At Democratic Convention's Street Fest in Charlotte, Funnel Cake and Campaigning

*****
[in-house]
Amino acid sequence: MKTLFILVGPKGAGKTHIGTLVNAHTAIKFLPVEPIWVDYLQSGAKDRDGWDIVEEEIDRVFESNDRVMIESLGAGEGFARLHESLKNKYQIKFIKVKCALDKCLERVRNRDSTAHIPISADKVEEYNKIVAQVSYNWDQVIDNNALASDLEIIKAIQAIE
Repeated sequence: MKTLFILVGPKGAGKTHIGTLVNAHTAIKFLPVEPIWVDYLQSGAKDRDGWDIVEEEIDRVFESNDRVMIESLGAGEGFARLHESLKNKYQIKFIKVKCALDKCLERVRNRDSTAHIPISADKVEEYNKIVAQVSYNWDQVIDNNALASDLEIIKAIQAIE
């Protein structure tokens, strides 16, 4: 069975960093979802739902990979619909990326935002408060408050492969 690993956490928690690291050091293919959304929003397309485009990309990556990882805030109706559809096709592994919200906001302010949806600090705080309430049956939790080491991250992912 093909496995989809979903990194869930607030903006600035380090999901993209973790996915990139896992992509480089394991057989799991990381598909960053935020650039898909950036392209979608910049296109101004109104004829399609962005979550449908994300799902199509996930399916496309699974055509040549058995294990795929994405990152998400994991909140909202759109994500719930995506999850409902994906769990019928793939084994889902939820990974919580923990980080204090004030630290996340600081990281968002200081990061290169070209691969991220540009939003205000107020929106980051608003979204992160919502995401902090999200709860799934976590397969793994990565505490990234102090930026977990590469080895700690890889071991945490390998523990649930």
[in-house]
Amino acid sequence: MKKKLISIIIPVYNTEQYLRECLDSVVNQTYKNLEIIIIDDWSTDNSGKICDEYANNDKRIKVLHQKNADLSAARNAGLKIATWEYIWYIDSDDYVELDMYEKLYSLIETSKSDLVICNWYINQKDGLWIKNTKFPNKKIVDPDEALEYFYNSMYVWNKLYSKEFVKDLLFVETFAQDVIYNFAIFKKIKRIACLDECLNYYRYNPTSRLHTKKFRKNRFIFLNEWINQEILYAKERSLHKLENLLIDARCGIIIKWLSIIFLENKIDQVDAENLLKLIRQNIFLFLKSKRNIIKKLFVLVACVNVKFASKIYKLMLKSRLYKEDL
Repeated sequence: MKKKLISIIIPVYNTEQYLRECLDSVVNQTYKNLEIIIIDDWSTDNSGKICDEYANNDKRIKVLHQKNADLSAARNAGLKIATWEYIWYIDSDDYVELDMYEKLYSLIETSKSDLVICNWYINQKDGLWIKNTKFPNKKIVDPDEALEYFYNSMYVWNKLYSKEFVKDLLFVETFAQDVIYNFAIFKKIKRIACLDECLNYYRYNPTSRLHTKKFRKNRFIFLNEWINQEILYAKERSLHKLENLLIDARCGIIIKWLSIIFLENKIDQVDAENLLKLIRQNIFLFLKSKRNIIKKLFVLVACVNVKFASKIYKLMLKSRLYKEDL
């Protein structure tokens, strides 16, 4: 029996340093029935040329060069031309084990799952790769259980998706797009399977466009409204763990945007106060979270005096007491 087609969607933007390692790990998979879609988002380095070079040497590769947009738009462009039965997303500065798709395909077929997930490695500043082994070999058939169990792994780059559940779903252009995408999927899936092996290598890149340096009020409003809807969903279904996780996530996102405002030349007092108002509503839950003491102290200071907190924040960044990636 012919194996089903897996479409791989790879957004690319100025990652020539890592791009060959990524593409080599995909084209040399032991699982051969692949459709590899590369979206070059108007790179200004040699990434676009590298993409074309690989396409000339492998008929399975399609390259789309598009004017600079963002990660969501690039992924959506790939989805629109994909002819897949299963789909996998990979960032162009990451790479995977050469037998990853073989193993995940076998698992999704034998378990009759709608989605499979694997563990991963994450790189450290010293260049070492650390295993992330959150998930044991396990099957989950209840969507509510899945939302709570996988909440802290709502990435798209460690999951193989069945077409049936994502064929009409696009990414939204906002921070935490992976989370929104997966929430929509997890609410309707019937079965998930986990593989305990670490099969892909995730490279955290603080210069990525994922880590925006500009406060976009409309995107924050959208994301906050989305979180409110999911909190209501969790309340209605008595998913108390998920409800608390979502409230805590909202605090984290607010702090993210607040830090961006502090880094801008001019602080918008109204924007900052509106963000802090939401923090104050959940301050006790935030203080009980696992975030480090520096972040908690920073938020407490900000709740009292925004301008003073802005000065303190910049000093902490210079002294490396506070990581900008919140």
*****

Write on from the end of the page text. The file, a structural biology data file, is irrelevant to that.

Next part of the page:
CHARLOTTE - There were the electric cars, the climbing wall, the sustainable village and all the other things that Democrats like to show off on display at CarolinaFest, the street festival that kicked off the Democratic National Convention here Monday.And then there was the real purpose of the event, at least for President Obama's campaign."You want a free bumper sticker?" a young Obama worker shouted to people passing the president's campaign booth, standing three feet above them like a 21st-century carnival barker. "Text 62262 and you can have one. Did you do it? Perfect! Here you go."In the space of a few hours, organizers had passed out hundreds of bumper stickers, collecting just as many cellphone numbers and - they hope - new recruits who could help replicate the grass-roots force that grew out of the convention in Denver four years ago. Others trolled the crowd, estimated at 30,000, with clipboards looking for would-be voters to register. And volunteers asked for signatures to support women's initiatives and Obama's health-care law."There are a lot of volunteers passing by," said Samantha Steiner, 27, a Charlotte resident and registered independent who is not sure who she will vote for in November. "I don't necessarily identify with the Democratic Party, but the festival has allowed me to find ways to participate."CarolinaFest was meant to be many things for the Democratic Party. It was a classic Labor Day street party, with water-ice stands, funnel cakes and bouncy slides. It was a public-relations parade intended to portray Democrats as inclusive (it was free and open to the public), compassionate (it featured dozens of good-works demonstrations) and fun (who doesn't like a climbing wall?).The festival was interrupted twice during the day by short-lived but torrential downpours, and it was cut short by the threat of severe weather. James Taylor, the headline performer, was singing when organizers called it a night in the early evening.In some cases, the politics and the party were an odd mix.At one end of the festival, White House Communications Director Dan Pfeiffer was spotted walking down the street in a suit and button-down shirt, taking in the scene.At the other end, organizers with the North Carolina AFL-CIO beckoned passers-by with a provocative offer: "Free hugs from union thugs!""You ready for a hug?" Lora Banner, a Teamsters member and United Parcel Service worker from nearby Gaston County in a blond up-do, asked one man who had strayed closer to the tent. "Come on over here!" She put her arms around him.Irritated that the Democrats chose to hold their convention in North Carolina, considered a non-union-friendly state, many labor groups scaled back or yanked their financial support for the event. The state AFL-CIO, however, opted to reach out for the folks on the street. By 4 p.m., a team of volunteers including schoolteachers, firefighters and other card-carrying union members estimated they had doled out about 400 hugs - and handed out cards showing how huggees could find a photo of their embrace on the organization's Web site."We thought it was a good way to show that union members are not scary people," said MaryBe McMillan, secretary treasurer of the state group.Even one of the centerpiece debates of the election campaign played out as street festival fare. Gagandeep Mangat, a radiologist from St. Petersburg, Fla., stood beside an RV belonging to Patients Over Politics, an initiative led by physicians in support of the Obama health-care law. "We are a group of physicians who want to make sure that people understand why it is important that we have this law," he said.As he tried to explain, he was interrupted by a California woman who wanted to know whether he supported adding a "holistic medicine component" to the law. Mangat emphasized the importance of simply preserving the law. "If we have the law then we could add anything to it," he said. Though the group is officially non-partisan, the doctors, who drove the RV from the Republican convention in Tampa to Charlotte, are also embarked on a voter registration effort they hope will help preserve the law. "This started because as doctors we were so frustrated that our health-care system was not working for the patients," said one of the group's founders, Alice Chen, an internist from Los Angeles, "and the only people talking about it were either policy people or politicians." Even the most lighthearted features of the festival carried a political, or at least cultural, message: A "Peace In, Peace Out" yoga booth. A "Youth Soccer for Social Change" game underway in a parking lot. "Naturals for Obama," a support group of black women who don't straighten their hair.Looming over all of that was a message from the Charlotte Diocese - a banner across the exterior wall of St. Peter's Catholic Church reading: "Protect the Unborn, defend marriage, safeguard religious liberty." Amy Argetsinger, Ann Gerhart and Ed O'Keefe contributed to this report.